“Was not their mistake once more bred of the life of slavery that they had been living?—a life which was always looking upon everything, except mankind, animate and inanimate—‘nature,’ as people used to call it—as one thing, and mankind as another, it was natural to people thinking in this way, that they should try to make ‘nature’ their slave, since they thought ‘nature’ was something outside them” — William Morris

Wednesday, March 14, 2012

"This Is What Death Will Be Like"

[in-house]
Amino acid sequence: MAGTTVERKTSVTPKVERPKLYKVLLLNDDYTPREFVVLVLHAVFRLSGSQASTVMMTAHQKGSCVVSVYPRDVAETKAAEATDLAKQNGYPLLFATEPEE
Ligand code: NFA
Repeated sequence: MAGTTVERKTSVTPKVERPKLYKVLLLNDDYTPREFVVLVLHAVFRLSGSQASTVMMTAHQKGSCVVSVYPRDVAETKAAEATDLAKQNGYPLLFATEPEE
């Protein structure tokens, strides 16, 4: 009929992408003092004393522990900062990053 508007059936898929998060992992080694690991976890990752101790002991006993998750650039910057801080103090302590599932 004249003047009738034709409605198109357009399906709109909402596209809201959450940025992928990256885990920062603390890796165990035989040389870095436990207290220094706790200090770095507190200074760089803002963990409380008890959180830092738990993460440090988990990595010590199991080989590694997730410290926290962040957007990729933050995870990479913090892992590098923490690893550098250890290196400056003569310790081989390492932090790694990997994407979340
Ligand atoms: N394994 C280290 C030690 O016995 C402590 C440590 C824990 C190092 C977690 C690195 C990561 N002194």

The wonderment of this nice 1950s lady is quite right.

1 comment:

cgerrish said...

The most fascinating thing in that clip is the use of language. In the context of scientific experiment, people search for the words to describe their experience and come up short. It's as though the historical usage of words loses purchase, and every utterance is a brand new speaking of experience without precedent. That's why you get so much via negativa. They want to say, "this experience *is like* some other experience." But it's not like any other everyday experience. I wonder if the scientists ever came up with language beyond describing the somatic conditions of the subjects.